Sure, the initial examples of such titles were fresh and imaginative such as Divorcing Jack by Colin Bateman, but the style was copied too often by many books/movies, thereafter making them indistinguishable from one another. If I think a title is corny or follows such a heavily trodden path, it makes me wonder just how original the book behind the cover actually is.
DK: Right, and will likely keep you from picking a particular book off the store shelf, or wanting to see a film, like a sequel that’s got the same title, with a number tacked on.
MF: Right. Another one that comes to mind is The [an occupation’s] Daughter. There are so many titles that follow this pattern. Strangely, there are far fewer with the word ‘Son’. Perhaps we see daughters as more enigmatic that sons in our culture, I don’t know, but it’s interesting to point out. You only have to look on Amazon to see such patterns. Many of them may be good books, but the titles do seem a tad similar which is a shame.
Titles with the word ‘Fear’ and ‘Diary’ have become too common a coin too, unfortunately devaluing the currency of those fine words, and this is something the writer has to bear in mind. Think of a title and find out if it’s been used already, or if the words in the title form part of the titles for dozens or even hundreds of other books. If it does, you should think of changing the title.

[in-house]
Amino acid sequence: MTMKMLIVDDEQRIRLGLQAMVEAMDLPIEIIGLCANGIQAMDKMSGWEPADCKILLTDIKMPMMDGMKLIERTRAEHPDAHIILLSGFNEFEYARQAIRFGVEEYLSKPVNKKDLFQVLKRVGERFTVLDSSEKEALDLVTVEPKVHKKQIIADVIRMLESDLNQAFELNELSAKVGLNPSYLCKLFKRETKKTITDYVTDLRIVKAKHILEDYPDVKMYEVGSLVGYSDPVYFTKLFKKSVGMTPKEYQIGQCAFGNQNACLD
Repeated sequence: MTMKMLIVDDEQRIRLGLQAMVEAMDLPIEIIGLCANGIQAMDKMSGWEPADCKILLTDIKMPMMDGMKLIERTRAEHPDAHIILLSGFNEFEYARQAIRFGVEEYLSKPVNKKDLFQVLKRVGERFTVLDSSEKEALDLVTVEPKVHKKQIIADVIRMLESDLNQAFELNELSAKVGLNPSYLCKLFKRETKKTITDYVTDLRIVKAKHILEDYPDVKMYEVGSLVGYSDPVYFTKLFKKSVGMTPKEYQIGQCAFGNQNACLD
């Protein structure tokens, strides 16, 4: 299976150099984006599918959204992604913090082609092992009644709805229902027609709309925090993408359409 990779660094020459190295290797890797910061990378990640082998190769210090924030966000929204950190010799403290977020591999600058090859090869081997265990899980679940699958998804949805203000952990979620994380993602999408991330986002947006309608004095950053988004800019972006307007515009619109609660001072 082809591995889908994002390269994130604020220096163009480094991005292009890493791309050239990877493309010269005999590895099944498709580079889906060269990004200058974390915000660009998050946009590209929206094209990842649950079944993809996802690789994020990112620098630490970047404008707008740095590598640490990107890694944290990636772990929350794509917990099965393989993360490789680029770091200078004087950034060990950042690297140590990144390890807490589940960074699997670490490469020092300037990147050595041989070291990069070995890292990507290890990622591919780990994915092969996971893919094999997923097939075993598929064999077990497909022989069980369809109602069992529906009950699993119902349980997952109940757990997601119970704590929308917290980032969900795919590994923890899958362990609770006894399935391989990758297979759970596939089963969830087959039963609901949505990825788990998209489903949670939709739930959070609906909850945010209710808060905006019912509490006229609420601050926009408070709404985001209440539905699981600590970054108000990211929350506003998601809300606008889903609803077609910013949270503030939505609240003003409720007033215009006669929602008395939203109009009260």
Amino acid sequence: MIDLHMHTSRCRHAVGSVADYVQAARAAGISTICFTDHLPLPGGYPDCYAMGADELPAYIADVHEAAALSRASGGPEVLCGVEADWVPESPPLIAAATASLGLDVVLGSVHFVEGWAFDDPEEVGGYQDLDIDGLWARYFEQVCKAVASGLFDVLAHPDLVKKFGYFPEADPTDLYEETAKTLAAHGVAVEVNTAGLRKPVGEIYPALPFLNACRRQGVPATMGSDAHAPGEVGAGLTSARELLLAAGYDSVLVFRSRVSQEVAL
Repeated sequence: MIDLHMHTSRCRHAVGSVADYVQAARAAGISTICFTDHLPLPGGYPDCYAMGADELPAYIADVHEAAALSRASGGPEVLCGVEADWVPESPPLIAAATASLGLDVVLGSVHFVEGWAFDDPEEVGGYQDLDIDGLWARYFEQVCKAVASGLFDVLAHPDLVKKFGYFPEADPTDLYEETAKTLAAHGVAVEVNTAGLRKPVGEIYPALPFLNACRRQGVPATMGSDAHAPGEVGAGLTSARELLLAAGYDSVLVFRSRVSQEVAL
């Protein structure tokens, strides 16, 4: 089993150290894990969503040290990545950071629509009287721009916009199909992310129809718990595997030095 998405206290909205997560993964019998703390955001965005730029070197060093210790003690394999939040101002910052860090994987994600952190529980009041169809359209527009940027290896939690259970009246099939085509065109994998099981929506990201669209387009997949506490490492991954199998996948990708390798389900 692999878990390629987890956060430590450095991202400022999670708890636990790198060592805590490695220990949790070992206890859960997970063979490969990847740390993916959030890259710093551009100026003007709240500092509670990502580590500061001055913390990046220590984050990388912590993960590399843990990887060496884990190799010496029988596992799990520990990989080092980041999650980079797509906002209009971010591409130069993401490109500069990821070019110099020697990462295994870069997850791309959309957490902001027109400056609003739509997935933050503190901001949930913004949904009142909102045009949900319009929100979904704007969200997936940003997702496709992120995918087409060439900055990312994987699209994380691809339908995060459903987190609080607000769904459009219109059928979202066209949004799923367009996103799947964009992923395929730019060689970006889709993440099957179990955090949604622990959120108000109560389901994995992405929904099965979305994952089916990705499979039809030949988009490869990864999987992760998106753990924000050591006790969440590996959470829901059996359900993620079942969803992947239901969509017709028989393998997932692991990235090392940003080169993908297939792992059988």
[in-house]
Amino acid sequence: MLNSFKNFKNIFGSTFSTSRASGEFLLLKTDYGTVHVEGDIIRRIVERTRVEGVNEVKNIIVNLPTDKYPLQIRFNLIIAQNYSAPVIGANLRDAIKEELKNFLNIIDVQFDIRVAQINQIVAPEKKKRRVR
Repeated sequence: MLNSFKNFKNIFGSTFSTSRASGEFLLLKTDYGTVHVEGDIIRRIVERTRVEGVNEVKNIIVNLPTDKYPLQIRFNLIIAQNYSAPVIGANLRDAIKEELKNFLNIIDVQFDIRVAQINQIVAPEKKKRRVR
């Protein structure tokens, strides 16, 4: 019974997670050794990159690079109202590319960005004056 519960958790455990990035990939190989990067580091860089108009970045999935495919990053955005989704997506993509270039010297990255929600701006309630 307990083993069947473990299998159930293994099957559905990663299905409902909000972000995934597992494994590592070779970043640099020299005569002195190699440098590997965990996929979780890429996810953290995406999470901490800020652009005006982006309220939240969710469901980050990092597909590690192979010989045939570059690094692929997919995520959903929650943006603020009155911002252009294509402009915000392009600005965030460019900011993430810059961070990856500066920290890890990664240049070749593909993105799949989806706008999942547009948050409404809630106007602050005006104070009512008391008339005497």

DK: I agree with what you’re saying about overused phrases, and sometimes you have a title that works, and somewhere somebody did a song using the same title. It might even help if the song suits the story as well. Metallica’s album entitled Ride the Lightning (named after a seat in the electric chair) likely won’t get confused with my novel. And sometimes another novel with a similar or same title pops up long after the same title’s already been in print, as in the case of Stephen King’s Joyland (2013) which bears the same title as Emily Schultz’s first book Joyland (ECW Press, 2006). Emily wrote a great bit about this called Spending the Stephen King Money. It’s funny and really worth checking out: http://www.emilyschultz.com
MF : There is a long and valid tradition of sharing titles amongst movies, books and album titles and even bands. All About Eve is known as a movie but also was the name of a quite successful English rock band in the 80s whose name was inspired by the imagery of the movie. Heavy Metal and its various sub-genres may be a rich seam of titles to mine for crime novels and perhaps even horror, eg The Dead Shall Inherit, Graves of the Archangels, Effigy of the Forgotten. I could go on, and I note that the best titles are amongst bands from Scandanavia.
In crime literature, perhaps titles with words that are not associated with the genre could be what’s coming next as long as they aren’t contrived. I guess its just knowing what works and what doesn’t and having a good ear for it. We can’t put a finger on what works except for the feeling. Its funny about Emily’s book though, sharing the title Joyland with Mr King. I’m glad he saw the funny side of it.